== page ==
## Wednesday, October 10, 2012

I touched on this project a post ago or two, but I've been asked to share the value worksheet I use in class with the kids.  My 4th graders learned about form vs. shape, and how to create the illusion of 3-D forms on paper.  The first class, I showed them a power point and we discussed the difference between the two.  Then, I did a quick demo on how to draw 3D cubes, cylindars, etc. (most already knew how from math class in 3rd grade).

The second class, I gave them the following value worksheet.

The value scale part is the front of the worksheet.  We first do the blending value scale together, talking about pencil pressure and how dark we shade.  Then, we flip over the sheet to look at various shading techniques.  I ask the students to do their second value scale using hatching or cross hatching, and give a quick demo.  Most of them really enjoy using stippling with a marker, so I have them do the third value scale with stippling.  You can see some of the finished value scales in my previous post here.
This is the back of the worksheet.  I can't take credit for it...I found it on the internet a few years ago but can't remember where I got it!  If this is yours please tell me so I can give credit where it is due!

On the third day of this unit, I give students the following worksheet to practice creating value on a form.  It's one thing for them to be able to shade in 8 squares, but it's another to figure out how to create a smooth transition between 8 values on a little space!  We talk about having a light source and what that means to our shading process.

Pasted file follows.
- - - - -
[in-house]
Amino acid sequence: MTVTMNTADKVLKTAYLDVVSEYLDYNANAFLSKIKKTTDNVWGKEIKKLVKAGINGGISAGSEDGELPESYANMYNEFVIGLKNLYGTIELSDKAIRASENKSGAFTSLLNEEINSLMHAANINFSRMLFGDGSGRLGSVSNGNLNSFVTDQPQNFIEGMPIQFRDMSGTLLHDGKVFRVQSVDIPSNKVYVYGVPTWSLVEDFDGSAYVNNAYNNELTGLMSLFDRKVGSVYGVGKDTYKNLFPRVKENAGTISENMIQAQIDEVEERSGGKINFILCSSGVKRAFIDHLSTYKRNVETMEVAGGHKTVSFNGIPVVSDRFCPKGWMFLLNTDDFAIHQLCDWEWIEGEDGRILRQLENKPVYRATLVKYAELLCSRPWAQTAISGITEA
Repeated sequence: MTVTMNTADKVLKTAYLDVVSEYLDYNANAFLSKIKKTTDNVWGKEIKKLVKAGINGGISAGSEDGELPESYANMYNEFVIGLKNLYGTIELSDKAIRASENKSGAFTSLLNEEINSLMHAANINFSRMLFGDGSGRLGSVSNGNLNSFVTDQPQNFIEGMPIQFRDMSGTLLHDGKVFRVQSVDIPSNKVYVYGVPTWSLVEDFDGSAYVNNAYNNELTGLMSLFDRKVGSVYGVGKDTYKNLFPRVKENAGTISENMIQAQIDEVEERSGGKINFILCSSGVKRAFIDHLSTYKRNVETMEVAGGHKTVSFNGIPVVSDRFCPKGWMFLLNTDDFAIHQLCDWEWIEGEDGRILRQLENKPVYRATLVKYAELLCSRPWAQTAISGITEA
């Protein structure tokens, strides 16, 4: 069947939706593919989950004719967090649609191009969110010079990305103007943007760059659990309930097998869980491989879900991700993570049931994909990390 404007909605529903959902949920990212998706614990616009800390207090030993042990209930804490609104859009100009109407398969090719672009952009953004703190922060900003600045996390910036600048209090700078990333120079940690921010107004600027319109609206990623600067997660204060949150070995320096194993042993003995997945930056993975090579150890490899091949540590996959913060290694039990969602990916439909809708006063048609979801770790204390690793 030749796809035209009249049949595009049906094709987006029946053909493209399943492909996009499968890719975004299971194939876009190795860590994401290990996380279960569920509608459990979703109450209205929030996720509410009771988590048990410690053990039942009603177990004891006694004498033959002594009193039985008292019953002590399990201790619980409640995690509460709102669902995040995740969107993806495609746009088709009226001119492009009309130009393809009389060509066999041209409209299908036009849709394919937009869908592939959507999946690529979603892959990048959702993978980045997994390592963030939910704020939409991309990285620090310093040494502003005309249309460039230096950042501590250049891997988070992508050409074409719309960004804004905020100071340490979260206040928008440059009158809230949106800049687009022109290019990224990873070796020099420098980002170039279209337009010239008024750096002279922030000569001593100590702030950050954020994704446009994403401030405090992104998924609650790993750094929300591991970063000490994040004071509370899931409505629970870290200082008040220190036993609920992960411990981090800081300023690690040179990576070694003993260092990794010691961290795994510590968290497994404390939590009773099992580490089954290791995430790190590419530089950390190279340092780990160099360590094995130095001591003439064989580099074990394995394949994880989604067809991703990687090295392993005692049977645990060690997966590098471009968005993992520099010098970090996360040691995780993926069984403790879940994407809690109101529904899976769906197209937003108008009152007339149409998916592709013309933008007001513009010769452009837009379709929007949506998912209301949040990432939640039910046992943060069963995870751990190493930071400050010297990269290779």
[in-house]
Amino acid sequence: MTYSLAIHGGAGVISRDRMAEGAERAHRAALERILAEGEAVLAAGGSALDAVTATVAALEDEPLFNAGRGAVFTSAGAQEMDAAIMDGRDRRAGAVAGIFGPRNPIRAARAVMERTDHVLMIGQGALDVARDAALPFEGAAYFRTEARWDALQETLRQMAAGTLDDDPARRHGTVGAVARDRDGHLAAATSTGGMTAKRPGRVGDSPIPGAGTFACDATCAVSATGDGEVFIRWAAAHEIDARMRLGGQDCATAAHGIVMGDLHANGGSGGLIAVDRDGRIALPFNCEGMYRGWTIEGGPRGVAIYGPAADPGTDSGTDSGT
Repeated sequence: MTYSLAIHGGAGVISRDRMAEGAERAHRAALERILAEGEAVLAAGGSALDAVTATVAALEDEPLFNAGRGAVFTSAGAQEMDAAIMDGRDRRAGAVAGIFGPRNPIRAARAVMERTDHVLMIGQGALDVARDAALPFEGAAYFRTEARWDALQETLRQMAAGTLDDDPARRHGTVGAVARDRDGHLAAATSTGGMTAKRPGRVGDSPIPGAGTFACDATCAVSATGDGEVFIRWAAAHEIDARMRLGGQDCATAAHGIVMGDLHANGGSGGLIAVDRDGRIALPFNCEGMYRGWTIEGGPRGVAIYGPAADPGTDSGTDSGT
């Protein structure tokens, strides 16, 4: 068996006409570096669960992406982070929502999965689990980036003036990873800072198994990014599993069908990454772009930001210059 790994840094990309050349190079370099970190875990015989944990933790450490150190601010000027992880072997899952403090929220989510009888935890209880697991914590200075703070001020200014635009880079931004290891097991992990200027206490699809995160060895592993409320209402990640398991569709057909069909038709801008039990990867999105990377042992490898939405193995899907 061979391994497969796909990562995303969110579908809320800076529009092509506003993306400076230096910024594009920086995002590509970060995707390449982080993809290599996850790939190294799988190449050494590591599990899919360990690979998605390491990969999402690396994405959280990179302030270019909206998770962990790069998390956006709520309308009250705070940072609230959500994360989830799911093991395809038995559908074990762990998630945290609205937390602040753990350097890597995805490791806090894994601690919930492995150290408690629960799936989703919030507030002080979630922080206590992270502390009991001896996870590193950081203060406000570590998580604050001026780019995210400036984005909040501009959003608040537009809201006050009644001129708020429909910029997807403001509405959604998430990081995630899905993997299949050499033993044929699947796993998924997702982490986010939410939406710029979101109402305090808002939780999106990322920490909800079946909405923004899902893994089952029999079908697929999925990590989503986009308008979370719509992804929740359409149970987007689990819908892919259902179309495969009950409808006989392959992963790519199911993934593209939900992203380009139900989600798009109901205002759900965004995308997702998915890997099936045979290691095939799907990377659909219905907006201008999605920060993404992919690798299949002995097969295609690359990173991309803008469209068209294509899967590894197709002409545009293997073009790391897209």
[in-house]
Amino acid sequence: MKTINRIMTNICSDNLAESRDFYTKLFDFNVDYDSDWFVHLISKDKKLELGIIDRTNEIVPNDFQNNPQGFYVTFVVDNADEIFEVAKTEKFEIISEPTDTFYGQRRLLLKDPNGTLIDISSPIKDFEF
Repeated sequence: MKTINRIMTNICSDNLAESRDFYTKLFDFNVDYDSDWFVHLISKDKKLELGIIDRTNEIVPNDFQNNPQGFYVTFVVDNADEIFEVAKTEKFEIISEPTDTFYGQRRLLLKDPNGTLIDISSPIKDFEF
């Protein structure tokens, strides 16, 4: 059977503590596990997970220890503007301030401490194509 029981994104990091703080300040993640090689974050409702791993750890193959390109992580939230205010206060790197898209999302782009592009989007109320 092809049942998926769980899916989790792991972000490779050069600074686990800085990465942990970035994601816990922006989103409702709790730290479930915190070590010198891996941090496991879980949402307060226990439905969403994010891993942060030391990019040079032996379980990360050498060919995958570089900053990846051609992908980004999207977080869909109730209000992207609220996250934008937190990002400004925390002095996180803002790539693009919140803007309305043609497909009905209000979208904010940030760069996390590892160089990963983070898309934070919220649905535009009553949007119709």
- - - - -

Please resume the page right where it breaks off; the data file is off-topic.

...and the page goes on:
Currently, I will be giving my students 3 days to work on their cities.  They've only had one day so far and are working on drawing them out.  Some are doing pretty well with the concept of 3D forms on paper, others are not...but the true test will come when they start shading!  That's the part I'm excited about!  At first, they moaned and groaned about the project, but once they saw how cool and realistic their drawings become when they start shading, they got really into it!  I was originally going to give them 2 days for the drawing, but if they are doing a good job and taking their time, I will extend it for them, which they seemed happy about!

This group of 4th graders is actually one of my favorite grade levels to work with...there are some pretty talented students in this grade level...as well as students who are talented and just don't know it yet!  I always love being able to surprise them with their talent!

I borrowed this idea for this drawing project from Art is Basic.  Here is the rubric that I will be grading the students on as well.  More pictures to come in a week or so after they have finished up!